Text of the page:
Nearly three years after a Malaysian airliner vanished, it’s still possible, if unlikely, for a plane to disappear. But that’s changing with new satellites that will soon allow flights to be tracked in real time over oceans. New international safety standards also begin to kick-in beginning next year, although the deadline for airlines to meet most of the standards is still four years away. Even then, it could be decades before the changes permeate the entire global airline fleet because some of the requirements apply only to newly manufactured planes.
Malaysia Airlines Flight 370 vanished from radar on March 8, 2014, while flying from Kuala Lumpur to Beijing with 239 passengers and crew on board. An exhaustive search of a remote corner of the southern Indian Ocean has failed to turn up the aircraft’s remains, and search efforts were called off this week. “If the exact same thing happened today, I think we’d have the same result,” said William Waldock, a professor at Embry-Riddle Aeronautical University in Prescott, Arizona, and former accident investigator.
“There has been change, but we haven’t put anything physical into practice yet,” he said. But Atholl Buchan, director of flight operations at the International Air Transport Association, which represents most international carriers, said a repeat of MH370 is “highly unlikely” since many airlines have already increased their efforts to keep tabs on planes over open ocean where they are beyond the reach of land-based radar.
“In a few years, new systems and technology, if adopted universally by (air traffic control providers), will allow for global surveillance coverage,” he said.
Among the changes in the works:
1. The International Civil Aviation Organization, a U.N. agency, approved a series of new global safety standards last year in response to MH370, including a requirement that airline pilots flying over ocean out of the range of radar report their position by radio every 15 minutes. Previously, they were required to report every 30 minutes. The new requirement kicks in next year, but many airlines have already switched.
2. Another new standard requires new planes beginning in 2021 to be able to transmit automatic, minute-by-minute reports on their location if they’re in distress. At normal flight speeds, minute-by-minute reports would provide authorities with a search area of a little over 100 square miles. If reports are less frequent, the search area grows much larger. However, the requirement doesn’t apply to existing planes. Since airliners often have a lifespan of 20 years or more, it could take decades before all airliners meet the new requirement.
3. Satellite flight tracking services may solve much of the problem sooner. This week, Aireon, a satellite joint venture, launched the first 10 satellites in what is planned to be a 66-satellite constellation that can track airliners equipped with the latest satellite surveillance technology, known as ADS-B. Aireon expects to have all its satellites launched by the first quarter of next year, providing 100 percent coverage of the globe. It will receive signals every one to eight seconds from all equipped planes, regardless of whether the airline subscribes to the service. Not all planes have ADS-B, but Aireon vice president of aviation services, Cyriel Kronenburg, estimated that 90 percent of planes on long-haul routes over the ocean are already equipped. However, the technology works only if ADS-B is turned on. In the case of MH370, the plane’s surveillance technology was inexplicably shut off.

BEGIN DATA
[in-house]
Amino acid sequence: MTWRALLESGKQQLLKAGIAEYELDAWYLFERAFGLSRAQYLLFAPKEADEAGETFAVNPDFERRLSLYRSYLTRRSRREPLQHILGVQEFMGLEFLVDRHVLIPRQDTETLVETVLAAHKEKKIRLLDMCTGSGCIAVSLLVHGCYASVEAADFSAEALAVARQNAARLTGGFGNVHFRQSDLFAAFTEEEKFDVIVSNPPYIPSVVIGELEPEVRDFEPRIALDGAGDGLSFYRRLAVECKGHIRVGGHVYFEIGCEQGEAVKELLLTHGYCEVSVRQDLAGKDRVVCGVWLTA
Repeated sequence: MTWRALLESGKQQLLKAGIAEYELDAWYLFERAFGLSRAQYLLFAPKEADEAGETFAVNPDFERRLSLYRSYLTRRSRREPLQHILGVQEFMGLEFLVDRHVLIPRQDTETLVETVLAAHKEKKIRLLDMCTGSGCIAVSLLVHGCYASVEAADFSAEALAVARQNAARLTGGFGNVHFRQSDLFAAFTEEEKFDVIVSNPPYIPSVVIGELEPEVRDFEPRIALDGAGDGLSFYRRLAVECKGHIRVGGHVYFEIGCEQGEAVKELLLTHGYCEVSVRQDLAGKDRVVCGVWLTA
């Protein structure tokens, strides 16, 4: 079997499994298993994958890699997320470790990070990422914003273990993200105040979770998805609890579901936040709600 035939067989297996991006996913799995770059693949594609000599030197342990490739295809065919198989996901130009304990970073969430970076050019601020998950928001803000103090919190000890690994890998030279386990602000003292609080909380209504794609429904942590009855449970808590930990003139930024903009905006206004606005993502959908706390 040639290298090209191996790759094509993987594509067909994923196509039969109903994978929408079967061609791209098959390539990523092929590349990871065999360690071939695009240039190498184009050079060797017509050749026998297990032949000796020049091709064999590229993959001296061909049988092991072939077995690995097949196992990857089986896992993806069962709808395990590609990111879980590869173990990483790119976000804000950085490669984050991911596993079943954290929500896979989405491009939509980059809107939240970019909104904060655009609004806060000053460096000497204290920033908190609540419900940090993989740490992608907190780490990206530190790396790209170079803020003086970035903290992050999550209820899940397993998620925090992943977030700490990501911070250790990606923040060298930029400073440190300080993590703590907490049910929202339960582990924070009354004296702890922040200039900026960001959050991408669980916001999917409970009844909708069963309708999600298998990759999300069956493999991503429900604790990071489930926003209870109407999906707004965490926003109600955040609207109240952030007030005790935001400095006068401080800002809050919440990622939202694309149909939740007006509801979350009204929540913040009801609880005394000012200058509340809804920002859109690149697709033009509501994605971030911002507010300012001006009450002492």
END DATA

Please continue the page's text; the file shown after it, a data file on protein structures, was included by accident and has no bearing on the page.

4. Aircraft “black box” flight data recorders must be equipped with locator beacons that last at least 90 days beginning next year under another standard. The beacon on MH370’s black box was required to last only 30 days. But the beacons are only helpful if searchers already know where to look. Because currents and water temperatures can weaken the signals, searchers usually have to be pretty close to pick them up.
5. ICAO approved a requirement that new aircraft designs certified after Jan. 1, 2021, have some means for retrieving a plane’s flight data recorder, or the information contained in it, before the recorder sinks to the ocean floor. One possibility is a deployable recorder that automatically ejects from a plane upon impact and floats to the surface. But the cost of retrofitting older planes could be prohibitive, and there is a risk that recorder could deploy accidentally. An alternative is to have planes automatically relay the data via satellite to ground stations, eliminating the need to search for the box. But there are many unanswered questions about security and custody of the information.